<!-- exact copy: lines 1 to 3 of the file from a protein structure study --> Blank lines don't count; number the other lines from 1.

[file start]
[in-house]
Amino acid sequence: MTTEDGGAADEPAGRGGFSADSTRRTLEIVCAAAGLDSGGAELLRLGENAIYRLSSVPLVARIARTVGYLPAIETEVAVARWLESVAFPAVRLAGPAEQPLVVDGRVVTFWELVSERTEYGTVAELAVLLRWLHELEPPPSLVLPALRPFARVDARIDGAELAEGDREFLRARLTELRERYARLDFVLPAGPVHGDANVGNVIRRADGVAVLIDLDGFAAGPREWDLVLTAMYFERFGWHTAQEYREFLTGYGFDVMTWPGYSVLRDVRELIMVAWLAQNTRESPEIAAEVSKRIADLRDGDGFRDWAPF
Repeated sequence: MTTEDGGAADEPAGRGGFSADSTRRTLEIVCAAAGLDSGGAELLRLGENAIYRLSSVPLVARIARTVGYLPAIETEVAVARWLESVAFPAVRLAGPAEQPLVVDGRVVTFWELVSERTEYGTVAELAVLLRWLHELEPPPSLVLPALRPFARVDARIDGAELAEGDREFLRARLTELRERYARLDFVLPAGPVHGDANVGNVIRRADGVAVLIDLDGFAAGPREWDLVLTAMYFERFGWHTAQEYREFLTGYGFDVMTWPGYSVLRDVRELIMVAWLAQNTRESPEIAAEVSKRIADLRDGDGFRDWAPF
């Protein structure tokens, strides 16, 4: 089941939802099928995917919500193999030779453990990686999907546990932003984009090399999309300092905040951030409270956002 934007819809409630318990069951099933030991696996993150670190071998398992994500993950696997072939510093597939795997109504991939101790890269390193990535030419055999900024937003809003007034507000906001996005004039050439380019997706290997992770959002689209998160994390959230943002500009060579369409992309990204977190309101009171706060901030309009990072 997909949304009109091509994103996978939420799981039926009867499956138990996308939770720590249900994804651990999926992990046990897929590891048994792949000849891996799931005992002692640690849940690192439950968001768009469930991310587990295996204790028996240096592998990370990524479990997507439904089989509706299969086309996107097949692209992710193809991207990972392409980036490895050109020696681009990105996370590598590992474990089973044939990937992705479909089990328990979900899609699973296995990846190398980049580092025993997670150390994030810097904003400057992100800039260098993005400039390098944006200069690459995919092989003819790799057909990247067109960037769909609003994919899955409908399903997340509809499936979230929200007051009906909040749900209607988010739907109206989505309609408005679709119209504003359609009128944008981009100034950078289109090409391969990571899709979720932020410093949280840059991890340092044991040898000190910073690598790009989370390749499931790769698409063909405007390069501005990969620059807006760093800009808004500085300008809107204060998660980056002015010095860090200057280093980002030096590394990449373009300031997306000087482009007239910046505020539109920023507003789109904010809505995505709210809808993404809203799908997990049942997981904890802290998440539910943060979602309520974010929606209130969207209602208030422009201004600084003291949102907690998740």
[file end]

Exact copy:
[in-house]
Amino acid sequence: MTTEDGGAADEPAGRGGFSADSTRRTLEIVCAAAGLDSGGAELLRLGENAIYRLSSVPLVARIARTVGYLPAIETEVAVARWLESVAFPAVRLAGPAEQPLVVDGRVVTFWELVSERTEYGTVAELAVLLRWLHELEPPPSLVLPALRPFARVDARIDGAELAEGDREFLRARLTELRERYARLDFVLPAGPVHGDANVGNVIRRADGVAVLIDLDGFAAGPREWDLVLTAMYFERFGWHTAQEYREFLTGYGFDVMTWPGYSVLRDVRELIMVAWLAQNTRESPEIAAEVSKRIADLRDGDGFRDWAPF
Repeated sequence: MTTEDGGAADEPAGRGGFSADSTRRTLEIVCAAAGLDSGGAELLRLGENAIYRLSSVPLVARIARTVGYLPAIETEVAVARWLESVAFPAVRLAGPAEQPLVVDGRVVTFWELVSERTEYGTVAELAVLLRWLHELEPPPSLVLPALRPFARVDARIDGAELAEGDREFLRARLTELRERYARLDFVLPAGPVHGDANVGNVIRRADGVAVLIDLDGFAAGPREWDLVLTAMYFERFGWHTAQEYREFLTGYGFDVMTWPGYSVLRDVRELIMVAWLAQNTRESPEIAAEVSKRIADLRDGDGFRDWAPF